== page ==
Nasty Things, Those Hearts
BY Kristin Abraham
In the first room, he fishes for the moon in the water. He writes a roundup: his words bringing the old-boy dog to heel, his words like choking in her storm. He writes. He forgives.
In the second room, she is seizing. He holds his hands to her head, presses her skull and its scratching frenetic bird; he tethers her with tent hooks and trumpet vine.
In the third room, she tears from her skin those hooks, lets loose his pulleys. Her wreck is personal, some such nowhere.
This is the room that holds her other room. Her room of piled purchases, phrenological maps, papers, papers, purloined pills, a folded argument, a folded love. This room hides her greatest fear.
In the fourth room, his fingers lock together, look like brains. He is taller than Jesus in hat and boots, worn and flannel. He persists.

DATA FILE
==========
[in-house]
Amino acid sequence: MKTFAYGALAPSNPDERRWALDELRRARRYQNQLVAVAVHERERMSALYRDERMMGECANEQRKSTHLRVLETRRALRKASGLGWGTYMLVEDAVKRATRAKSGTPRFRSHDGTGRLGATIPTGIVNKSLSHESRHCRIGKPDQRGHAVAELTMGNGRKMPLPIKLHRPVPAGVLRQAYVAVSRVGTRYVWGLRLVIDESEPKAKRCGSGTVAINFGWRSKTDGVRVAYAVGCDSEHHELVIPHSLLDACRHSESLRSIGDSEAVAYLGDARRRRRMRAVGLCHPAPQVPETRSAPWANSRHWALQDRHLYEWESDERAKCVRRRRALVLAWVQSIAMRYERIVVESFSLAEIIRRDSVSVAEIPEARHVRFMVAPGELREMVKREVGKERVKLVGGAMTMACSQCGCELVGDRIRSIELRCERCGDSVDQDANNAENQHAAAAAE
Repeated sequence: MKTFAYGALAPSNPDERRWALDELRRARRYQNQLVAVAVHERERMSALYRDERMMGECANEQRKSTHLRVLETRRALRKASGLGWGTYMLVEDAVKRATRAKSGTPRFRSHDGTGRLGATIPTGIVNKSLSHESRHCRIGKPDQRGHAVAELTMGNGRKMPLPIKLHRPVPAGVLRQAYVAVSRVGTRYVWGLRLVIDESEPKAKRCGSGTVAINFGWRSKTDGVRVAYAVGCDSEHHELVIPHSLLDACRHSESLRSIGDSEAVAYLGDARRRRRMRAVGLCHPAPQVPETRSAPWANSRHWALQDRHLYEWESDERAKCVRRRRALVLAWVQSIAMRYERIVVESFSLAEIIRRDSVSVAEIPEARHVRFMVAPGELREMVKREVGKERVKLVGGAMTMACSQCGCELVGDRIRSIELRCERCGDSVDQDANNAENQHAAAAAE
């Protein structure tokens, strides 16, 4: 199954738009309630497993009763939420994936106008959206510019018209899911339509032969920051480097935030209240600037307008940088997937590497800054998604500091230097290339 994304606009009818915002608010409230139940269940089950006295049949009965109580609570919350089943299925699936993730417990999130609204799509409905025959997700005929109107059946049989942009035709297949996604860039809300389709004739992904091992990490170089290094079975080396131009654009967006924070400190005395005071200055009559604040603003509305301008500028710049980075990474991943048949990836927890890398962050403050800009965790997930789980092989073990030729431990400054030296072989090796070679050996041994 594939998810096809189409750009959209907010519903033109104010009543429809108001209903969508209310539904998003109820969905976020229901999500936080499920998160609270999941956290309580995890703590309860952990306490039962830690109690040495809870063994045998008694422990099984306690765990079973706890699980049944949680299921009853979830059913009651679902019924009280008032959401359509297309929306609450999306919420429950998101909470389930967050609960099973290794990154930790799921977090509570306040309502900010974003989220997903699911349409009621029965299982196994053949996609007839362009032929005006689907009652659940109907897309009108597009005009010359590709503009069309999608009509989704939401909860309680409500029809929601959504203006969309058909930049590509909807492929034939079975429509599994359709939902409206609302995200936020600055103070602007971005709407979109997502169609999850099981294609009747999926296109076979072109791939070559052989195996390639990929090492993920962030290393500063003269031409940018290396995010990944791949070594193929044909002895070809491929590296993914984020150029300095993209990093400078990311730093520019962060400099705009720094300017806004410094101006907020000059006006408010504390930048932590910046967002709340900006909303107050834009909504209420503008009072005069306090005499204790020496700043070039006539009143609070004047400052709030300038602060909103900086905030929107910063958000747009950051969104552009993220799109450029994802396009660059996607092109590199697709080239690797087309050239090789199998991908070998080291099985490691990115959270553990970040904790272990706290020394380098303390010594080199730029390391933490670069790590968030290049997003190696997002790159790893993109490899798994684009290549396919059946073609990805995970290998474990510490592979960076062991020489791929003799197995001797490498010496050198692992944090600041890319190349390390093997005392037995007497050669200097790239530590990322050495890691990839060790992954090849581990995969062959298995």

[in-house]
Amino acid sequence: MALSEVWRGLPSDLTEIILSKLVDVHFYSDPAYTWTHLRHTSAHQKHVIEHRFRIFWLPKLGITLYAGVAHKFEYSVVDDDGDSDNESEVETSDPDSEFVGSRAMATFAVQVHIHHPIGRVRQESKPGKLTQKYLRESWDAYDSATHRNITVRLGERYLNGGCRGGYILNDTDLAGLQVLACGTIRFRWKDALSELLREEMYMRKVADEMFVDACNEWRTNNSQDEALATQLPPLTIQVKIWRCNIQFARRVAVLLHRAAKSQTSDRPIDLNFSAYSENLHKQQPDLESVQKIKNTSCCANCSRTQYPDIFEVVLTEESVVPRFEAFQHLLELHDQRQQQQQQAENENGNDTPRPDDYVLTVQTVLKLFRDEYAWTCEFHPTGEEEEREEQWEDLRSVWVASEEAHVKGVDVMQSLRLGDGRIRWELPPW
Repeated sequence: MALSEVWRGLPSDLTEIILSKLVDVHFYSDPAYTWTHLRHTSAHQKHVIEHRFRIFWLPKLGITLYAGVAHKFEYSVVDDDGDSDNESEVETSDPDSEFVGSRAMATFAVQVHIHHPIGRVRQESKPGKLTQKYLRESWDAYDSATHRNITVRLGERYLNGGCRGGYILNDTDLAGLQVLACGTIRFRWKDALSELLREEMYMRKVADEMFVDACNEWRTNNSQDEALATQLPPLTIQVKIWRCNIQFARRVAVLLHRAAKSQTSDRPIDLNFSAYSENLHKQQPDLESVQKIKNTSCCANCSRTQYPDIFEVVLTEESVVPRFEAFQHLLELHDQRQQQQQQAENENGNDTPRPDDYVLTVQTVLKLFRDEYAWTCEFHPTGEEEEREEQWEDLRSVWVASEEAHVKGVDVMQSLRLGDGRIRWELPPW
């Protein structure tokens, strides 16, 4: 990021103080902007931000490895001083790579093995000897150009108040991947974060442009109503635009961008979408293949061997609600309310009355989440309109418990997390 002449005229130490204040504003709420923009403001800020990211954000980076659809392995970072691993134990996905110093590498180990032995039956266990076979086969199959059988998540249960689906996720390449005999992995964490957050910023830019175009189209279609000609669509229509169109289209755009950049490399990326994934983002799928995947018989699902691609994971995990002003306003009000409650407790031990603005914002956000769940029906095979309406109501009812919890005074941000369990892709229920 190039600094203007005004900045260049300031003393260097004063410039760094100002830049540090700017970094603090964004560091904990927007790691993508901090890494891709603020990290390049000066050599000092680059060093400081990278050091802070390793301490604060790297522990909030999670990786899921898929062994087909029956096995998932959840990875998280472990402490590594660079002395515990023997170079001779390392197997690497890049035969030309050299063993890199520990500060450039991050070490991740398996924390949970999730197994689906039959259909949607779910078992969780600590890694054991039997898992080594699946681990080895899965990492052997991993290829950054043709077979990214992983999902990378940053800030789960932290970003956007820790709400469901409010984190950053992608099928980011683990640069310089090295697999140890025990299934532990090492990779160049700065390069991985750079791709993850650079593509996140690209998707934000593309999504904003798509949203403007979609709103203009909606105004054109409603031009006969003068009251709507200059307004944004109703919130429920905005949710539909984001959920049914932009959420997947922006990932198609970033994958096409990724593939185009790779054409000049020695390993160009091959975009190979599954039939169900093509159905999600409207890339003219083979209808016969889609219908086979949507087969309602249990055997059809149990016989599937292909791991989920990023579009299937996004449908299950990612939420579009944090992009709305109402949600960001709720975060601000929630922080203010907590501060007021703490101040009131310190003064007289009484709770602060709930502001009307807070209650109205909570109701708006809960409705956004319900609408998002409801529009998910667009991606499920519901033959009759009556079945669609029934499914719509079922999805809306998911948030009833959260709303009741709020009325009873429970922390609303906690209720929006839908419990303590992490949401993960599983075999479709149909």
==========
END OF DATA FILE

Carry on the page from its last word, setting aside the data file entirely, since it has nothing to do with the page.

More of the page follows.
The fourth room hides his greatest fear. In this room he dreams up trees and windfalls, hollers boom in his sleep. This room is endless, windowless. Is jugular air.
In the fifth room, his lungs are lost in saguaro. He is miles and miles, wire topography. In the fifth room, he works harder, ribs along, listens for shhhh with his bad ear.
The end room is a spill of light, an abandoned lantern, a white hundred. The worst smile is a repetition.
Kristin Abraham is the author of The Disappearing Cowboy Trick (poetry, forthcoming from Horse Less Press) and two chapbooks: Little Red Riding Hood Missed the Bus (Subito Press, 2008) and Orange Reminds You of Listening (Elixir Press, 2006). Her poetry and lyric essays have appeared in numerous publications, including Best New Poets 2005, Columbia Poetry Review, LIT, and American Letters & Commentary. She teaches at a community college in Wyoming, and lives in Colorado, where she serves as editor-in-chief and poetry editor of the literary magazine Spittoon.